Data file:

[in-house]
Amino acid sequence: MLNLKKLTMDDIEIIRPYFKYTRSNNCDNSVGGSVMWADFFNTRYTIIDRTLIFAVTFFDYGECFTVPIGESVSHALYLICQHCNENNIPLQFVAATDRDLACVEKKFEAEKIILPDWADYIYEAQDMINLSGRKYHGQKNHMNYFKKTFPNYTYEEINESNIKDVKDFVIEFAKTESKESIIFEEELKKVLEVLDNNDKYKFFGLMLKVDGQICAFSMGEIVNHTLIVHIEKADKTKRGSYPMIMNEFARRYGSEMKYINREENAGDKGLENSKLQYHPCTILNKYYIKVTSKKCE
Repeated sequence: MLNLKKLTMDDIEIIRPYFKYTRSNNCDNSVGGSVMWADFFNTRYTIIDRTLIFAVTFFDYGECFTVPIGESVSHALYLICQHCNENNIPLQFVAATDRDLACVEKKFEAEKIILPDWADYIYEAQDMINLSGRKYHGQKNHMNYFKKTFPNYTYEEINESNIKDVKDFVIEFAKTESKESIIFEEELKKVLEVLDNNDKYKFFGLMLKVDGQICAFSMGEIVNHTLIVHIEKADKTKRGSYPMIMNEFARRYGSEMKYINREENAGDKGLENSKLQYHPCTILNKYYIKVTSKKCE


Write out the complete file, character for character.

[in-house]
Amino acid sequence: MLNLKKLTMDDIEIIRPYFKYTRSNNCDNSVGGSVMWADFFNTRYTIIDRTLIFAVTFFDYGECFTVPIGESVSHALYLICQHCNENNIPLQFVAATDRDLACVEKKFEAEKIILPDWADYIYEAQDMINLSGRKYHGQKNHMNYFKKTFPNYTYEEINESNIKDVKDFVIEFAKTESKESIIFEEELKKVLEVLDNNDKYKFFGLMLKVDGQICAFSMGEIVNHTLIVHIEKADKTKRGSYPMIMNEFARRYGSEMKYINREENAGDKGLENSKLQYHPCTILNKYYIKVTSKKCE
Repeated sequence: MLNLKKLTMDDIEIIRPYFKYTRSNNCDNSVGGSVMWADFFNTRYTIIDRTLIFAVTFFDYGECFTVPIGESVSHALYLICQHCNENNIPLQFVAATDRDLACVEKKFEAEKIILPDWADYIYEAQDMINLSGRKYHGQKNHMNYFKKTFPNYTYEEINESNIKDVKDFVIEFAKTESKESIIFEEELKKVLEVLDNNDKYKFFGLMLKVDGQICAFSMGEIVNHTLIVHIEKADKTKRGSYPMIMNEFARRYGSEMKYINREENAGDKGLENSKLQYHPCTILNKYYIKVTSKKCE